Senator DURBIN. Thank you. Mr. Dyk, you kind of started at the top here, according to your resume, your first assignment as a clerk in the U.S. Supreme Court to three Justices, including the Chief Justice, so you have seen judicial temperament at many different levels. What are your thoughts about it when you are confirmed?

Mr. Dyk. Well, that first experience helped humble me. Senator Durbin, and I completely agree with you. I think it is very, very important for a judge to remember that he or she is a civil servant. That is exactly what judges are. They have a job, just like the postman. The postman delivers the mail. Judges decide cases that come before them. I think if you lose sight of that, you really do not belong on the bench. I think it is absolutely essential to be as courteous as possible to everyone, to remember that you have a job to do, to be a jobist, in Justice Holmes’ words, and to do the best you possibly can at all times and to have people who will keep you humble. I am sure my little league team will help with that.



Mr. Dyk. Thank you. Senator. I would like to first thank the committee for giving me a hearing. I appreciate that very much, and just briefly, I would like to say that I regret that my father, Walter Dyk, is not here today. He died a number of years ago and it would have been a privilege to have him. I would like to thank my family and my colleagues from Jones Day and my colleagues for coming here today and I will spare the committee further introductions.


Mr. Dyk, let me start with you, if I could. In a 1994 Federalist Society roundtable discussion entitled, “Do We Have a Conservative Supreme Court,” do you recall making statements about Justice Scalia’s plain meaning approach to interpreting laws as being conservative, but a more expansive analysis as being moderate? In your response, you also stated that, “The notion is that Congress speaks only through the words of the statute and that this is a mechanical approach.” You further explain that, “A Senator or a Congressman is much more likely to read the committee report than 559 the legislation itself, so the committee report could actually be more reliable than the words of the statute.” I wonder if you would be so kind as to elaborate on this response.

Mr. Dyk. Surely, Senator. I do recall the statement, and obviously, as a subordinate Federal judge, I would follow the Supreme Court’s direction to rely on the plain language primarily. I do agree with that completely. At the same time, I think sometimes cases get into a bit of a dueling dictionary, and under those circumstances, I think it is appropriate often to look at the central purpose of the legislation, as the Supreme Court did, for example, this last term in the Moscarello case involving the question of whether carrying a firearm would include carrying a firearm in the vehicle, and after reviewing the dictionaries and press statements, the Court finally concluded that, yes, it did encompass carrying the firearm in the vehicle because the purpose of the statute was to require the criminal to leave his gun at home.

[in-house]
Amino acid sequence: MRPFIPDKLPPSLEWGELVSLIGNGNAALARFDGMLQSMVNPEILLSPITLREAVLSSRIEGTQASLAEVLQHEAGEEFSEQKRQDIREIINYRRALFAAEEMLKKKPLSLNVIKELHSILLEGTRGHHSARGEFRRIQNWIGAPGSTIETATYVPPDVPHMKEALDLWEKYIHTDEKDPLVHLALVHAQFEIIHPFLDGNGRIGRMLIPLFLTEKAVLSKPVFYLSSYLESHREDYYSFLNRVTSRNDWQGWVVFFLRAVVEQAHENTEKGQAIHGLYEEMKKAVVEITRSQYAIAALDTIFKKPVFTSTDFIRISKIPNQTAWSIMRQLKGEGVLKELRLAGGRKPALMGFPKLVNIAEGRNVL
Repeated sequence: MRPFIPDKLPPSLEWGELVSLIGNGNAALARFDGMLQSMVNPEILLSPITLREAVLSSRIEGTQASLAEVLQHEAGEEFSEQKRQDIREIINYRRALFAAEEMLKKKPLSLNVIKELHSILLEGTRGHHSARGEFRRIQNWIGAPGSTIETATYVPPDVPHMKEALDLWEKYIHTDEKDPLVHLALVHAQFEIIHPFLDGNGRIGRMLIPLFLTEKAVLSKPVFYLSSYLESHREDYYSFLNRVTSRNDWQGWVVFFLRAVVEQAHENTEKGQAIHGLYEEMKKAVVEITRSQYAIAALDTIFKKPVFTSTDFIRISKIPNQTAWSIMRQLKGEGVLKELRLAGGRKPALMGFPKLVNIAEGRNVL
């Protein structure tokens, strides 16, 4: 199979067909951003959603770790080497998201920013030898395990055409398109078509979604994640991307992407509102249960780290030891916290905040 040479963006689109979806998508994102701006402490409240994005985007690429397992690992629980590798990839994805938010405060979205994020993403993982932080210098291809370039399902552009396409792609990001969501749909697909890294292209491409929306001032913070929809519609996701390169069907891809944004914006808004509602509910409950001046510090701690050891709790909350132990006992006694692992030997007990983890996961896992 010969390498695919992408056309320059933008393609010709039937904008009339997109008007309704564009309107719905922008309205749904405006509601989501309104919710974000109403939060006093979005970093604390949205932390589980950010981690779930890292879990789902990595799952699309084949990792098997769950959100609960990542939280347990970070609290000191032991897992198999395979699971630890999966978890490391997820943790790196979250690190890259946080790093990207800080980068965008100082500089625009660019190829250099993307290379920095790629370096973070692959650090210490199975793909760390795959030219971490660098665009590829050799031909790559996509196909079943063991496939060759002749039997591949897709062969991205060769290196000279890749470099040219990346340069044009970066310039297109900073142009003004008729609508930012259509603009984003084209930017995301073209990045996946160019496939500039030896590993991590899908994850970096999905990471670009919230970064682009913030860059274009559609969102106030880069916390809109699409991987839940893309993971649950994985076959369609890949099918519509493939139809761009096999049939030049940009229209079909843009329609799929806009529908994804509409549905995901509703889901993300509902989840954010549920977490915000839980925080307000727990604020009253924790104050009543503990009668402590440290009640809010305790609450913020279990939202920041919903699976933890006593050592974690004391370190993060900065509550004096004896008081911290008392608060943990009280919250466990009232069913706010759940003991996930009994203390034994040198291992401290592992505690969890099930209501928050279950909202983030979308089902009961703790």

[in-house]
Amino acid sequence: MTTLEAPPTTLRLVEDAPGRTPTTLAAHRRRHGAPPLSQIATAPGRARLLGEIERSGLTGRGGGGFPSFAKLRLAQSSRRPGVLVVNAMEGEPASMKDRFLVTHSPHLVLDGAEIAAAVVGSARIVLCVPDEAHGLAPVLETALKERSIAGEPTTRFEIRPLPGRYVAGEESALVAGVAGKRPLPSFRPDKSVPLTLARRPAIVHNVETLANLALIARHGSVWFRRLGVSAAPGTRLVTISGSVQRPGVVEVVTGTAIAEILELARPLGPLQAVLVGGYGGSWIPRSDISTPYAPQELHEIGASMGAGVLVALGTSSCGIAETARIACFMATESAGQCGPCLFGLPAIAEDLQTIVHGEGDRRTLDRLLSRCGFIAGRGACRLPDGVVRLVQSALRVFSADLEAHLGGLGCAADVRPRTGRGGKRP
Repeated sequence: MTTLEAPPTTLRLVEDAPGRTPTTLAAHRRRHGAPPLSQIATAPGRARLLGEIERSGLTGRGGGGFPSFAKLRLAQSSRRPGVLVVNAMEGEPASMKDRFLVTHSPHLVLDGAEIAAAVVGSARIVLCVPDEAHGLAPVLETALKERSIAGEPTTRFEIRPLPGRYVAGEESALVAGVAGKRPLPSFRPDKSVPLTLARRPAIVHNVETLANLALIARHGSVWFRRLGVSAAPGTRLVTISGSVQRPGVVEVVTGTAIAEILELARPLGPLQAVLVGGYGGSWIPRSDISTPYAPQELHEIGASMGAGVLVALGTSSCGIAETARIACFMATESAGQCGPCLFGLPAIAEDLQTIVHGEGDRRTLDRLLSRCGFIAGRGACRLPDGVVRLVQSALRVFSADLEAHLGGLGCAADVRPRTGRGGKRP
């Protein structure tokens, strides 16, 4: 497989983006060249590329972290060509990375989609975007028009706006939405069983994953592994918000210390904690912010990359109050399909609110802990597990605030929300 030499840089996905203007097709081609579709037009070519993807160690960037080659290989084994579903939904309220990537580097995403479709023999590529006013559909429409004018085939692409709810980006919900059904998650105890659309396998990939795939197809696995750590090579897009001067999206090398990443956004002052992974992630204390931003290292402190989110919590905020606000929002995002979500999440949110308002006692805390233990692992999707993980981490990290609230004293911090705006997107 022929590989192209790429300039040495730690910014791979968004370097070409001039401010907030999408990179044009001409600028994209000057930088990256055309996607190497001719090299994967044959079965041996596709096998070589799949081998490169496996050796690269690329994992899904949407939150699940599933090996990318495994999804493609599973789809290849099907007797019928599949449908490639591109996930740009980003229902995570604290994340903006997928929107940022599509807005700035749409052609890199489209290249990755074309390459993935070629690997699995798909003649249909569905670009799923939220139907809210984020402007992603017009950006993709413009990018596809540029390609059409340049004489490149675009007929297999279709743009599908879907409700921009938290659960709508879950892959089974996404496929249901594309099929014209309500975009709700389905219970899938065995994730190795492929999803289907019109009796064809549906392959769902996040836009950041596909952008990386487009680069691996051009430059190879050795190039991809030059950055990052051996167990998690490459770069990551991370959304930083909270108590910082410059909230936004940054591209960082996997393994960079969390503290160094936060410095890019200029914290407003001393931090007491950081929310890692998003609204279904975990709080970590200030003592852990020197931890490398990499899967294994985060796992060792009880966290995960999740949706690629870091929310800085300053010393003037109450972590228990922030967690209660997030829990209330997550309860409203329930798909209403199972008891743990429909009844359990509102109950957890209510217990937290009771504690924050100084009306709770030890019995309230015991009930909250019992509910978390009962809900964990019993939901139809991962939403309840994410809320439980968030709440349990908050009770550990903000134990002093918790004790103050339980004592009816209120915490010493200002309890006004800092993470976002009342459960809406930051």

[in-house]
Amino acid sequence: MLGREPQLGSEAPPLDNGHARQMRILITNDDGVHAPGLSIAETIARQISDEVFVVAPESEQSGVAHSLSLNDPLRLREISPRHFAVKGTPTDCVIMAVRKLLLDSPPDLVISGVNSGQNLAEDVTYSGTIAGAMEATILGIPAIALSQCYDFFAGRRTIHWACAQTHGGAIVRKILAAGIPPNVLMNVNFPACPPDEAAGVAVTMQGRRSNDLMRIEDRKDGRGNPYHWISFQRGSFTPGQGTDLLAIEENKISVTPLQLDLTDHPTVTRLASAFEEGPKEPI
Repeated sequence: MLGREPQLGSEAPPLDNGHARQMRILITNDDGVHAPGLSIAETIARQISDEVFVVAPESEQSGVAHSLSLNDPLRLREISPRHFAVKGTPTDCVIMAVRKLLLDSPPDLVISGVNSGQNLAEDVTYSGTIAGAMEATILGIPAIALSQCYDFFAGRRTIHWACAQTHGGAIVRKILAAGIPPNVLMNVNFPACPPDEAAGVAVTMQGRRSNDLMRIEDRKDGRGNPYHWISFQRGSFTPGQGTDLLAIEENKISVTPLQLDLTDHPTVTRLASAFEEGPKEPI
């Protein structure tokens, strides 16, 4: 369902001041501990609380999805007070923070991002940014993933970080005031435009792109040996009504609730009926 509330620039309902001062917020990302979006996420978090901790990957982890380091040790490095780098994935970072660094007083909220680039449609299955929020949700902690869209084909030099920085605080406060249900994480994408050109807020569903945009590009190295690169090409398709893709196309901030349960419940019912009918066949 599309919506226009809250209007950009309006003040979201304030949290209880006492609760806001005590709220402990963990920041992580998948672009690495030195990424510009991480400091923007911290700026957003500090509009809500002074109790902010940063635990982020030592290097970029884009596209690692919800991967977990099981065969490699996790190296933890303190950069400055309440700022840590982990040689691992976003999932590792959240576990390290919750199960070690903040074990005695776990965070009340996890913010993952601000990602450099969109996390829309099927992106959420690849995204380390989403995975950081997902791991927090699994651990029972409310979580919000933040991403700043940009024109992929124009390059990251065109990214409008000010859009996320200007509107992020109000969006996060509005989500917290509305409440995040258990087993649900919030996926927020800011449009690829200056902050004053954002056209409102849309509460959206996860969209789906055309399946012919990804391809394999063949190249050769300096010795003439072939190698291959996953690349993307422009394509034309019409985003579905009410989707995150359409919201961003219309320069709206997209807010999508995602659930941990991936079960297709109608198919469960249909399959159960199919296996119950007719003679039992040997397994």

So I do think that statutory purpose and background do have a role to play as to legislative history, but I certainly agree that the primary meaning of the statute is to be gleaned from the plain language that Congress uses.

Read the rest of this entry »

Helsinn v. Teva — Metallizing Engineering “Overruled” by AIA?

October 4th, 2016

The Federal Circuit heard oral argument in Helsinn v. Teva on Tuesday.  Part of the case deals with whether the enactment of the AIA “overruled” Metallizing Engineering by statute.  The panel considering the appeal is comprised of Judges Dyk, O’Malley, and Mayer.  It appears from the CAFC web site that Judge Stoll may have recused herself and that Judge Mayer took her place on the panel.

You can listen to the oral argument here: [Link].

The USPTO’s position is explained in its amicus brief available [here].